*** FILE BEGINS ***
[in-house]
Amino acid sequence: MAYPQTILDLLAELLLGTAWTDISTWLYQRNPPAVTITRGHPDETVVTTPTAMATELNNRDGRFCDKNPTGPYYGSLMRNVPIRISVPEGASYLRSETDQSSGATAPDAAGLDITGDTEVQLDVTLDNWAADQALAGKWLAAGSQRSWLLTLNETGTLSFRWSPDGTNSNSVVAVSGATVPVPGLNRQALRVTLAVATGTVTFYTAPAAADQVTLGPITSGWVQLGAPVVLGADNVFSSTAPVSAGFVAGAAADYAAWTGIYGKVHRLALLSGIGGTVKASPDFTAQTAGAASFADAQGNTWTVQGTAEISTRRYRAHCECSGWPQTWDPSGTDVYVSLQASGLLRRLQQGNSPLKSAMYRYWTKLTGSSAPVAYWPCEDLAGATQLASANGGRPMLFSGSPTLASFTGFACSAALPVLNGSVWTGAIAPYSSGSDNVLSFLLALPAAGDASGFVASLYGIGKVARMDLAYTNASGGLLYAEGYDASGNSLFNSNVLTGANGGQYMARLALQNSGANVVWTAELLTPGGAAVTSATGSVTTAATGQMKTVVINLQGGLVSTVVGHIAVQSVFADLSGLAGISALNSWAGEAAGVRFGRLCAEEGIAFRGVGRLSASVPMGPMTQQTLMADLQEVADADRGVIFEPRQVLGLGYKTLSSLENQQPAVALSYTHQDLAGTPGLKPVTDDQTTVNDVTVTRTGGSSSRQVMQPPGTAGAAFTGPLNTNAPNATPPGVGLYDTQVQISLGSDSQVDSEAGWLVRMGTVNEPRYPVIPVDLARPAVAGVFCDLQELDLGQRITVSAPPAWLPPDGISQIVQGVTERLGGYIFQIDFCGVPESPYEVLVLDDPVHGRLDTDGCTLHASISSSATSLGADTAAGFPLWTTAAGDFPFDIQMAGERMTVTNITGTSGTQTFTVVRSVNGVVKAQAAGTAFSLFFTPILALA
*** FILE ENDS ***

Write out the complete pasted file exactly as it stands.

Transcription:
[in-house]
Amino acid sequence: MAYPQTILDLLAELLLGTAWTDISTWLYQRNPPAVTITRGHPDETVVTTPTAMATELNNRDGRFCDKNPTGPYYGSLMRNVPIRISVPEGASYLRSETDQSSGATAPDAAGLDITGDTEVQLDVTLDNWAADQALAGKWLAAGSQRSWLLTLNETGTLSFRWSPDGTNSNSVVAVSGATVPVPGLNRQALRVTLAVATGTVTFYTAPAAADQVTLGPITSGWVQLGAPVVLGADNVFSSTAPVSAGFVAGAAADYAAWTGIYGKVHRLALLSGIGGTVKASPDFTAQTAGAASFADAQGNTWTVQGTAEISTRRYRAHCECSGWPQTWDPSGTDVYVSLQASGLLRRLQQGNSPLKSAMYRYWTKLTGSSAPVAYWPCEDLAGATQLASANGGRPMLFSGSPTLASFTGFACSAALPVLNGSVWTGAIAPYSSGSDNVLSFLLALPAAGDASGFVASLYGIGKVARMDLAYTNASGGLLYAEGYDASGNSLFNSNVLTGANGGQYMARLALQNSGANVVWTAELLTPGGAAVTSATGSVTTAATGQMKTVVINLQGGLVSTVVGHIAVQSVFADLSGLAGISALNSWAGEAAGVRFGRLCAEEGIAFRGVGRLSASVPMGPMTQQTLMADLQEVADADRGVIFEPRQVLGLGYKTLSSLENQQPAVALSYTHQDLAGTPGLKPVTDDQTTVNDVTVTRTGGSSSRQVMQPPGTAGAAFTGPLNTNAPNATPPGVGLYDTQVQISLGSDSQVDSEAGWLVRMGTVNEPRYPVIPVDLARPAVAGVFCDLQELDLGQRITVSAPPAWLPPDGISQIVQGVTERLGGYIFQIDFCGVPESPYEVLVLDDPVHGRLDTDGCTLHASISSSATSLGADTAAGFPLWTTAAGDFPFDIQMAGERMTVTNITGTSGTQTFTVVRSVNGVVKAQAAGTAFSLFFTPILALA